sternhell,fascism,direct action

snichols/bbogert hithere at hopf.dnai.com
Thu Sep 21 01:52:14 MDT 1995


I just finished Sternhell's _The Birth of Fascist Ideology_. I have a
visceral reaction. Not just because of general reflections on the state of
the U.S. (and elsewhere).  But because "Direct Action" was a battle-cry
comrades of mine used not too long ago.  What are the implications of
up-by-your-bootstrap tactics in a dull and depressing time?  (If we can't
agree on a platform, we can at least agree on the action). At the same time,
how does one avoid becoming the next Louis Feuer (your irrational sit-in's
interfering with our reading of _Capital_)?

"Direct action" was quite popular in certain circles in the Bay Area in the
mid-80's (street protests, sit-ins, blockades). Tired of politicians and
polite demonstrations, twenty-somethings began to develop a secular, at
times militant practice of Direct Action (distinguishable from PlowShares
actions or the explicit pacifist commitments of bodies like the Livermore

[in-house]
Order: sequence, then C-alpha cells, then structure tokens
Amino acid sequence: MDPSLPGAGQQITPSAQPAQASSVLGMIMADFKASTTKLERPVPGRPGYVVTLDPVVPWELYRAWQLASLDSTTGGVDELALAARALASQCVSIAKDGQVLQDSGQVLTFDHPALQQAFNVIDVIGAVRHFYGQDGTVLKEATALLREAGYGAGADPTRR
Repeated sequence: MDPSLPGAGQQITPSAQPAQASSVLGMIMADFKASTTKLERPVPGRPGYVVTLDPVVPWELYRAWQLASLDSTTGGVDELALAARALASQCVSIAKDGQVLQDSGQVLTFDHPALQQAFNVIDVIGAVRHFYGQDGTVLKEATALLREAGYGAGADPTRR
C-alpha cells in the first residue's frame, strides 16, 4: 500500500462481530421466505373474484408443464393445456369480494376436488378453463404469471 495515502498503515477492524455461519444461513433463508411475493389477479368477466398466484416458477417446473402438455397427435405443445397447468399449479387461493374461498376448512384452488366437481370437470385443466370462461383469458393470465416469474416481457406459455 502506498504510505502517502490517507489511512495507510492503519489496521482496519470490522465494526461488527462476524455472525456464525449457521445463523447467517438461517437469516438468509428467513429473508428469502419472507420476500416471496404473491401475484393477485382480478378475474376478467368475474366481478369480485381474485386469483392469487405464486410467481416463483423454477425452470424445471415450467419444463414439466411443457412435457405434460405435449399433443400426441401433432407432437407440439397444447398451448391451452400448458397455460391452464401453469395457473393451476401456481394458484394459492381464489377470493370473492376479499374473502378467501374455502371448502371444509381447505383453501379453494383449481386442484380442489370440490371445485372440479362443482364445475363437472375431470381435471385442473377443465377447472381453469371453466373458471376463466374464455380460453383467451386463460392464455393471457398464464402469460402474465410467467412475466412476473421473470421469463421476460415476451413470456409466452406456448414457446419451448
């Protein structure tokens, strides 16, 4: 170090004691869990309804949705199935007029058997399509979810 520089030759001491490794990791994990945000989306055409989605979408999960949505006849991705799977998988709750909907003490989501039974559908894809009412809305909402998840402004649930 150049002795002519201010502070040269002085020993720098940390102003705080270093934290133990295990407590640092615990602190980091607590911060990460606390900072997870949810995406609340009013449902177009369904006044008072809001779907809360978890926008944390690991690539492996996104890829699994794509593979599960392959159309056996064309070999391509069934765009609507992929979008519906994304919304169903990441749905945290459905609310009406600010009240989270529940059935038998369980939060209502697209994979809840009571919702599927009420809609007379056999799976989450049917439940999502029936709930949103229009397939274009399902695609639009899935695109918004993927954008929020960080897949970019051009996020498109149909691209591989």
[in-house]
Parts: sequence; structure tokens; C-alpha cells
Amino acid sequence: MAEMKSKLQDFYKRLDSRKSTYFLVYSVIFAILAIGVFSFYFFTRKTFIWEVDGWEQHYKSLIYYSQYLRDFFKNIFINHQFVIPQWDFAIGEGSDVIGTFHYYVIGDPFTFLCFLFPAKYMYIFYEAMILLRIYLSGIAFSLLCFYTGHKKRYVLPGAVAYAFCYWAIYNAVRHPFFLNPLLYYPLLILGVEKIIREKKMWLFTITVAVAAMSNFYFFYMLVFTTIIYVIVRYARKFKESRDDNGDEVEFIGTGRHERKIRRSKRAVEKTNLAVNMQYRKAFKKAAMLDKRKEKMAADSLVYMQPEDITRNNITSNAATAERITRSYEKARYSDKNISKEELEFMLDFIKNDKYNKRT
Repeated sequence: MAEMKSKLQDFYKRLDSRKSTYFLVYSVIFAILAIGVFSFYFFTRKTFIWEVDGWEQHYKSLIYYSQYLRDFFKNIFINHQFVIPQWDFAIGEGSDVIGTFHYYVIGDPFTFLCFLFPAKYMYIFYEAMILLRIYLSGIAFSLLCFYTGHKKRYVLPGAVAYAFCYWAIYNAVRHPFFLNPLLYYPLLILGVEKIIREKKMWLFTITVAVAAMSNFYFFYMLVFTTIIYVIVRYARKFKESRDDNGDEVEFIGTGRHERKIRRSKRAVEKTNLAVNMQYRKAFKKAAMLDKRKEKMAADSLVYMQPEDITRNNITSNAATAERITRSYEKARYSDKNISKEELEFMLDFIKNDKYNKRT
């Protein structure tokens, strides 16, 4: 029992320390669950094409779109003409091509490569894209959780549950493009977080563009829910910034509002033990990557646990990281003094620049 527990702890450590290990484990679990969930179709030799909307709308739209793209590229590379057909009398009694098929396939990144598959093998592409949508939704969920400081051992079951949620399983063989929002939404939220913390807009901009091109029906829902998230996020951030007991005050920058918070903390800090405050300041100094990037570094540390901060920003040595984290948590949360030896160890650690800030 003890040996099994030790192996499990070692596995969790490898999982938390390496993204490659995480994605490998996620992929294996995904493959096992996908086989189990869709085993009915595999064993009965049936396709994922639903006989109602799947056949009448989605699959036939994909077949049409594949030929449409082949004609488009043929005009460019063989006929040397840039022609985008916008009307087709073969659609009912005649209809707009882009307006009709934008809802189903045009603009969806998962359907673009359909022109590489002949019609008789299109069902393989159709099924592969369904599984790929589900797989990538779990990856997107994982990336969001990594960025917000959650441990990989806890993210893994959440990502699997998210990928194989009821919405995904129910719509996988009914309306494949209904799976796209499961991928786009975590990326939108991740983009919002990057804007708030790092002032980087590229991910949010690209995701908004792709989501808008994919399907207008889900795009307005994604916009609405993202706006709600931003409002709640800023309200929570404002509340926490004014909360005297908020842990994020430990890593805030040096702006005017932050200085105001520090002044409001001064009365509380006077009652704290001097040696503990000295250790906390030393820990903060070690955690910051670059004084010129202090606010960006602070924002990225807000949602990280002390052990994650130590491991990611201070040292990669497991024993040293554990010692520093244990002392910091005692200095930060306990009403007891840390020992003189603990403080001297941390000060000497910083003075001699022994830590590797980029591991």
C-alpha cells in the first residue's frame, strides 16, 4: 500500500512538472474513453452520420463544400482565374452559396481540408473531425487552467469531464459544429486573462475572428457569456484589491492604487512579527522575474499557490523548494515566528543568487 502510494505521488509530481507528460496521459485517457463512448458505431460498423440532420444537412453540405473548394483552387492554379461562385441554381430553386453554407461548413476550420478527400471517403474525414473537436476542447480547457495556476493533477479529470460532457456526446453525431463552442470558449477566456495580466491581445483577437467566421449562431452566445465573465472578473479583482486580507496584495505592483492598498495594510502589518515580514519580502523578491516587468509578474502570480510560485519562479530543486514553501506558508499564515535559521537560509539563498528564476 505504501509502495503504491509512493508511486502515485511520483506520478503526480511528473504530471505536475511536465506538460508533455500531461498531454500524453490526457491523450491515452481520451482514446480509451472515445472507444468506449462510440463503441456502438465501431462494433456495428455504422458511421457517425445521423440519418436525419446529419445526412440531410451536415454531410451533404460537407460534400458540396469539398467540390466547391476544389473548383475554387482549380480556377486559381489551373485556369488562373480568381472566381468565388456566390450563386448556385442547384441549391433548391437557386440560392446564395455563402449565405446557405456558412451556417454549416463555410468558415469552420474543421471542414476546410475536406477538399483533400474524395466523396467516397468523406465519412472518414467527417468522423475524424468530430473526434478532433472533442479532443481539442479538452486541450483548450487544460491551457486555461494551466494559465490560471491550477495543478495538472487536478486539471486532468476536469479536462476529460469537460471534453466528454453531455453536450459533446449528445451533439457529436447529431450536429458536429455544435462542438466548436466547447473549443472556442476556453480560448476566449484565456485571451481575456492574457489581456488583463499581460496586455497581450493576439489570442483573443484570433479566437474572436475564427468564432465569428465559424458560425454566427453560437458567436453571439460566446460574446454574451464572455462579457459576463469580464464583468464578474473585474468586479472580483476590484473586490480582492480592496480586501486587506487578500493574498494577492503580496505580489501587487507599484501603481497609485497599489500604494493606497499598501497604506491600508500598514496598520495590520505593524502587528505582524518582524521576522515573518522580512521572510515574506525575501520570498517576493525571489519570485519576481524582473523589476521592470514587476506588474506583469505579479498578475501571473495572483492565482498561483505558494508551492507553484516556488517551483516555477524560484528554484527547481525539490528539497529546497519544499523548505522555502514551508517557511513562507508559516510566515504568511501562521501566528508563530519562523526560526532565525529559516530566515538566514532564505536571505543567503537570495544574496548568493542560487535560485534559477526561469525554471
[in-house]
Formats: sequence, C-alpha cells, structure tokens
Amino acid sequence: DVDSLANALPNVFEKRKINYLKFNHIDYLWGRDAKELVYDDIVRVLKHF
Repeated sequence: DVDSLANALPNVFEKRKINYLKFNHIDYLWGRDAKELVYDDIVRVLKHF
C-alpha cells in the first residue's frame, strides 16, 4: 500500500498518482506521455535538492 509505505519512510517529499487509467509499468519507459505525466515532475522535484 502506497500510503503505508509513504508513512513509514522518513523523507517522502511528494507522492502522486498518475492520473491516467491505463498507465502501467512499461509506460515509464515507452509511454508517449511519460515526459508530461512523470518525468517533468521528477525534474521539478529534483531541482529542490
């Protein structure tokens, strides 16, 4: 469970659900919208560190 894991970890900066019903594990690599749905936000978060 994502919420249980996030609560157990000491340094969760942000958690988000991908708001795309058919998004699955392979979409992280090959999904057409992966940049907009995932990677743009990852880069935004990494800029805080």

Action Group). The movement itself broke apart, the play of the race card,
helped by police violence. I never did finish my analysis -- the dialectics
of the Steve Biko Sit-In.

I know this list is devoted to theory, but I think the interaction of theory
and practice is important. Sternhell emphasizes the proto-fascist
substitution of the Nation for the syndicalist Proletariat. However, I was
pleased to read in the Village Voice that direct action tactics may be
moving radical politics forward in New York (coordinated blockades at
diverse sites building trust between diverse ethnic groups, according to the
story). Ideas?  How can theory help us get us beyond the rainbow fragments?




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